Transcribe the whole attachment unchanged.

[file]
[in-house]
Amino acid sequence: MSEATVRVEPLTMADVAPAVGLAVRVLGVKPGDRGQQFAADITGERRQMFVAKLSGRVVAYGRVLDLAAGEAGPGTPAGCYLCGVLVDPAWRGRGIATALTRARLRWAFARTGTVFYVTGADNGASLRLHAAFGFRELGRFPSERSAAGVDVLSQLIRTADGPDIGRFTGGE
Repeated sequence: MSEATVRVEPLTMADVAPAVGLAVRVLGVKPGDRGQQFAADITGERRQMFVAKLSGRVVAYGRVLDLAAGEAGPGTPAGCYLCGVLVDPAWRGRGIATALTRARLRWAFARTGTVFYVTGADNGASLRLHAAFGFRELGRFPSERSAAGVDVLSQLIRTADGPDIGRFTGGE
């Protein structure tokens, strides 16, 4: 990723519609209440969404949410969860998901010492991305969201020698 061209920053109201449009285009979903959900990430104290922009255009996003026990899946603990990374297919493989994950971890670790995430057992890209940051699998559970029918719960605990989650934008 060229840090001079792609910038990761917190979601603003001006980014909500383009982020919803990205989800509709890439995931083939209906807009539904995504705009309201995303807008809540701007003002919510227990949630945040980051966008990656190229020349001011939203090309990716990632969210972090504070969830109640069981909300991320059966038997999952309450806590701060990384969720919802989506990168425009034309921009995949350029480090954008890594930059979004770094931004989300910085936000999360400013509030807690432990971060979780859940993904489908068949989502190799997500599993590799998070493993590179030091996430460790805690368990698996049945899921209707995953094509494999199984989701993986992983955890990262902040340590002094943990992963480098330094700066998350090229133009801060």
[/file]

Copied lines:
[in-house]
Amino acid sequence: MSEATVRVEPLTMADVAPAVGLAVRVLGVKPGDRGQQFAADITGERRQMFVAKLSGRVVAYGRVLDLAAGEAGPGTPAGCYLCGVLVDPAWRGRGIATALTRARLRWAFARTGTVFYVTGADNGASLRLHAAFGFRELGRFPSERSAAGVDVLSQLIRTADGPDIGRFTGGE
Repeated sequence: MSEATVRVEPLTMADVAPAVGLAVRVLGVKPGDRGQQFAADITGERRQMFVAKLSGRVVAYGRVLDLAAGEAGPGTPAGCYLCGVLVDPAWRGRGIATALTRARLRWAFARTGTVFYVTGADNGASLRLHAAFGFRELGRFPSERSAAGVDVLSQLIRTADGPDIGRFTGGE
């Protein structure tokens, strides 16, 4: 990723519609209440969404949410969860998901010492991305969201020698 061209920053109201449009285009979903959900990430104290922009255009996003026990899946603990990374297919493989994950971890670790995430057992890209940051699998559970029918719960605990989650934008 060229840090001079792609910038990761917190979601603003001006980014909500383009982020919803990205989800509709890439995931083939209906807009539904995504705009309201995303807008809540701007003002919510227990949630945040980051966008990656190229020349001011939203090309990716990632969210972090504070969830109640069981909300991320059966038997999952309450806590701060990384969720919802989506990168425009034309921009995949350029480090954008890594930059979004770094931004989300910085936000999360400013509030807690432990971060979780859940993904489908068949989502190799997500599993590799998070493993590179030091996430460790805690368990698996049945899921209707995953094509494999199984989701993986992983955890990262902040340590002094943990992963480098330094700066998350090229133009801060």